Patent published on August 22, 2023

New Patent Could Make Watching 360 Videos Easier and Cheaper

Today, we find ourselves in a tech-laden world where virtual reality and 360-degree videos are swiftly conquering the visual media space. Imagine freely looking around a concert or a scenic park without being there. This experience is being made real by a recent patent, US11736725B2, filed by TDF. It promises to offer new methods for encoding and decoding of data flow representing an omnidirectional video, which in simple language, translates to much cheaper and convenient viewing of 360 degree videos.

The current challenge stems from the most widely used video content receivers' inability to handle 360-degree video content. Traditional receivers are typically designed for 2D or 3D video content. Moreover, delivering a video captured in multiple formats—2D, 3D, and 360 degrees, which allows for different images and angles—demands substantial bandwidth, thereby escalating costs and creating technical hurdles.

This conundrum makes TDF's patent a potential game-changer. It proposes to optimize the process by creating an initial layer of a 2D or 3D video and adding an enhancement layer over it. This enhancement layer, which is compared with the initial base for accuracy, manifests the video in a 360-degree view. This innovative layering significantly cuts down the cost of transmitting video streams when the content needs to be viewed in 2D or 3D as well as the more immersive 360 degree view.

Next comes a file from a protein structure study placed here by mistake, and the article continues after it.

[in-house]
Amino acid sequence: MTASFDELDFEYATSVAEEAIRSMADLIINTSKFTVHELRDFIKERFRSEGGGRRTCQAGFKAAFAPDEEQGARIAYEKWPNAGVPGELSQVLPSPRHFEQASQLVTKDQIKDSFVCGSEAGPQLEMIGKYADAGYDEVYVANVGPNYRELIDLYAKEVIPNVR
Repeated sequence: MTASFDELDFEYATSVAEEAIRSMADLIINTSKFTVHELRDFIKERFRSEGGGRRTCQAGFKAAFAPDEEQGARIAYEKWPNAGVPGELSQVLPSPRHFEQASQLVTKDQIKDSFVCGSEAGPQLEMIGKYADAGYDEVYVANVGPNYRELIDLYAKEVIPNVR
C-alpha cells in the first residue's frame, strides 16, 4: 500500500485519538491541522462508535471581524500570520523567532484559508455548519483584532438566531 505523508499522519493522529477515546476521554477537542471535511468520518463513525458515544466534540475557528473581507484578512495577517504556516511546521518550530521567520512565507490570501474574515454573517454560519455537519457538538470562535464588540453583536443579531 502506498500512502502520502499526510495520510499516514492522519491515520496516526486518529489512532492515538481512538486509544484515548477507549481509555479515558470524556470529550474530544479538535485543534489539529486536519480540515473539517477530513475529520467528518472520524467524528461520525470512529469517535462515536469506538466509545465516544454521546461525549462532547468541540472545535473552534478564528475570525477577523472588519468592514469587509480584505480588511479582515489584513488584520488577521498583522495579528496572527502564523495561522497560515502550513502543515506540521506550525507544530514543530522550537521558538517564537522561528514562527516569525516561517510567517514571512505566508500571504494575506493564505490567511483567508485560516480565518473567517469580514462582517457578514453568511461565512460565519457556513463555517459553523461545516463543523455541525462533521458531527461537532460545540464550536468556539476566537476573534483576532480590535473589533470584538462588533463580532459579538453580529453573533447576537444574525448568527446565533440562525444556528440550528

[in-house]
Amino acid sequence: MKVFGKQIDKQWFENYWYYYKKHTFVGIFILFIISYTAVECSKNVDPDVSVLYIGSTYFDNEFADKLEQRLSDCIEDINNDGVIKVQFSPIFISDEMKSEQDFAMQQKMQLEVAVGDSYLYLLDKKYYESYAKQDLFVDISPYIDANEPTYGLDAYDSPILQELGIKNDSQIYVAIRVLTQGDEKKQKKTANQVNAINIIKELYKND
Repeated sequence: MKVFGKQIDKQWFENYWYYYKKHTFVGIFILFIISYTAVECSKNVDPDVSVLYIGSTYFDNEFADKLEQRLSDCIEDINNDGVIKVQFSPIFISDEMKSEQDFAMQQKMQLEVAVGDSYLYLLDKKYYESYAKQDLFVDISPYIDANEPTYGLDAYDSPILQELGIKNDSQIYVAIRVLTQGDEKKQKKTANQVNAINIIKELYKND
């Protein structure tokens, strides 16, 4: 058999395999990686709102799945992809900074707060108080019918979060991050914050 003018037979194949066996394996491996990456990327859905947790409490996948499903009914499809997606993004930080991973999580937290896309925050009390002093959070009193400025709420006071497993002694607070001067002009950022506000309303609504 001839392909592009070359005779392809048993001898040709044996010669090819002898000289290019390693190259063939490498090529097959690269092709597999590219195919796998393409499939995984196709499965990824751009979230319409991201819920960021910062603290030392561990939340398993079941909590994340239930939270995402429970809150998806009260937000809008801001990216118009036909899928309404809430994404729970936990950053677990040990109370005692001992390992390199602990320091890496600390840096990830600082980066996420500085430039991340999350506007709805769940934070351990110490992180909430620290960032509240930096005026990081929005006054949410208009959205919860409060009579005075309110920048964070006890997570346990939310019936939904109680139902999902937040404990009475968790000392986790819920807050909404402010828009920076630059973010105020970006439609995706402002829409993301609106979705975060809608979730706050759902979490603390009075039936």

Adopting this technology will morph the world of visual media. Consumers will be able to watch videos in 360 degrees, giving them a sneak peek into a kind of virtual reality experience. For instance, educational institutions can offer virtual tours to prospective students, and travel agencies can utilize this technology to offer potential close-to-reality glimpses of holiday destinations. Furthermore, the patent allows the rebuilding of only a part of the omnidirectional image, meaning the viewers can focus on specific parts of a video, which reduces the complexity and the associated costs.

However, as intriguing as this might sound, it's important to remember that at this stage, it remains a patent. Whether this technology will see the light of day, become commercialized, and adopted in our everyday lives, the future is yet to reveal.

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